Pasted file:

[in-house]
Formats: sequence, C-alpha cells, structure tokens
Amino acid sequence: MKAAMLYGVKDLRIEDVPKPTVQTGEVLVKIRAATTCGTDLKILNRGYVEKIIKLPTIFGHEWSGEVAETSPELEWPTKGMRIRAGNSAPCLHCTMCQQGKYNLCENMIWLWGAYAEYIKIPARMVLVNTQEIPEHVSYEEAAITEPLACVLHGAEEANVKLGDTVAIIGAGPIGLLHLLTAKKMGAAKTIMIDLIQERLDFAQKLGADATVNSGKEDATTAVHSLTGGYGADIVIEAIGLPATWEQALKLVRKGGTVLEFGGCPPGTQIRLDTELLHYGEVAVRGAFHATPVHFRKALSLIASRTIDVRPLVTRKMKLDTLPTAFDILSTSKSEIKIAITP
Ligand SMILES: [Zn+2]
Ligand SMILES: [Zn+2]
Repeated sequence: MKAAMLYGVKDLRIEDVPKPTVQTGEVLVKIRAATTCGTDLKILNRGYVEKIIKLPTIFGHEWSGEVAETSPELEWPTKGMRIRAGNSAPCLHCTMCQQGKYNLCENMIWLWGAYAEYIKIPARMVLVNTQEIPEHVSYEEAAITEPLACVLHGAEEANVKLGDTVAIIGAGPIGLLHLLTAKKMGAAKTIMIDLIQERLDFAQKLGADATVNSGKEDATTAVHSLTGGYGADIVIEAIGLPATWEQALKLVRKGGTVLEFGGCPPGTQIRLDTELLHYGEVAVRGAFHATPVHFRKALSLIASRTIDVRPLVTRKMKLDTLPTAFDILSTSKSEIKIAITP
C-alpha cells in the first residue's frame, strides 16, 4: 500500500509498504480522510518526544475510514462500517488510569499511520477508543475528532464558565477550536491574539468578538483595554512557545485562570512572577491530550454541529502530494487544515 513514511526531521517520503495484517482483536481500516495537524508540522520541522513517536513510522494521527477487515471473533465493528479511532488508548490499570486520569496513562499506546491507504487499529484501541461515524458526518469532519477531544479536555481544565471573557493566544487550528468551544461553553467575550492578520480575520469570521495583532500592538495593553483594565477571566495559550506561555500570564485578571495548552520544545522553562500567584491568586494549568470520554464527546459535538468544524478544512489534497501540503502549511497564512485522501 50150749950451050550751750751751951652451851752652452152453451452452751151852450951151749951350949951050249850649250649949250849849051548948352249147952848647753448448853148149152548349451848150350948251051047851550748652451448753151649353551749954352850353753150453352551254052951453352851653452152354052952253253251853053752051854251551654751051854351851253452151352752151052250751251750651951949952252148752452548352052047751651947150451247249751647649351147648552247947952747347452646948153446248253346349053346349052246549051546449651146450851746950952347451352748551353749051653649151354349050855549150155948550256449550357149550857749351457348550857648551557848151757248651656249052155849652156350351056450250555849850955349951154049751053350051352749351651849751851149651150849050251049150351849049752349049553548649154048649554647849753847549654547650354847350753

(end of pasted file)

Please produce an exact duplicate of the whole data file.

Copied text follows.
[in-house]
Formats: sequence, C-alpha cells, structure tokens
Amino acid sequence: MKAAMLYGVKDLRIEDVPKPTVQTGEVLVKIRAATTCGTDLKILNRGYVEKIIKLPTIFGHEWSGEVAETSPELEWPTKGMRIRAGNSAPCLHCTMCQQGKYNLCENMIWLWGAYAEYIKIPARMVLVNTQEIPEHVSYEEAAITEPLACVLHGAEEANVKLGDTVAIIGAGPIGLLHLLTAKKMGAAKTIMIDLIQERLDFAQKLGADATVNSGKEDATTAVHSLTGGYGADIVIEAIGLPATWEQALKLVRKGGTVLEFGGCPPGTQIRLDTELLHYGEVAVRGAFHATPVHFRKALSLIASRTIDVRPLVTRKMKLDTLPTAFDILSTSKSEIKIAITP
Ligand SMILES: [Zn+2]
Ligand SMILES: [Zn+2]
Repeated sequence: MKAAMLYGVKDLRIEDVPKPTVQTGEVLVKIRAATTCGTDLKILNRGYVEKIIKLPTIFGHEWSGEVAETSPELEWPTKGMRIRAGNSAPCLHCTMCQQGKYNLCENMIWLWGAYAEYIKIPARMVLVNTQEIPEHVSYEEAAITEPLACVLHGAEEANVKLGDTVAIIGAGPIGLLHLLTAKKMGAAKTIMIDLIQERLDFAQKLGADATVNSGKEDATTAVHSLTGGYGADIVIEAIGLPATWEQALKLVRKGGTVLEFGGCPPGTQIRLDTELLHYGEVAVRGAFHATPVHFRKALSLIASRTIDVRPLVTRKMKLDTLPTAFDILSTSKSEIKIAITP
C-alpha cells in the first residue's frame, strides 16, 4: 500500500509498504480522510518526544475510514462500517488510569499511520477508543475528532464558565477550536491574539468578538483595554512557545485562570512572577491530550454541529502530494487544515 513514511526531521517520503495484517482483536481500516495537524508540522520541522513517536513510522494521527477487515471473533465493528479511532488508548490499570486520569496513562499506546491507504487499529484501541461515524458526518469532519477531544479536555481544565471573557493566544487550528468551544461553553467575550492578520480575520469570521495583532500592538495593553483594565477571566495559550506561555500570564485578571495548552520544545522553562500567584491568586494549568470520554464527546459535538468544524478544512489534497501540503502549511497564512485522501 50150749950451050550751750751751951652451851752652452152453451452452751151852450951151749951350949951050249850649250649949250849849051548948352249147952848647753448448853148149152548349451848150350948251051047851550748652451448753151649353551749954352850353753150453352551254052951453352851653452152354052952253253251853053752051854251551654751051854351851253452151352752151052250751251750651951949952252148752452548352052047751651947150451247249751647649351147648552247947952747347452646948153446248253346349053346349052246549051546449651146450851746950952347451352748551353749051653649151354349050855549150155948550256449550357149550857749351457348550857648551557848151757248651656249052155849652156350351056450250555849850955349951154049751053350051352749351651849751851149651150849050251049150351849049752349049553548649154048649554647849753847549654547650354847350753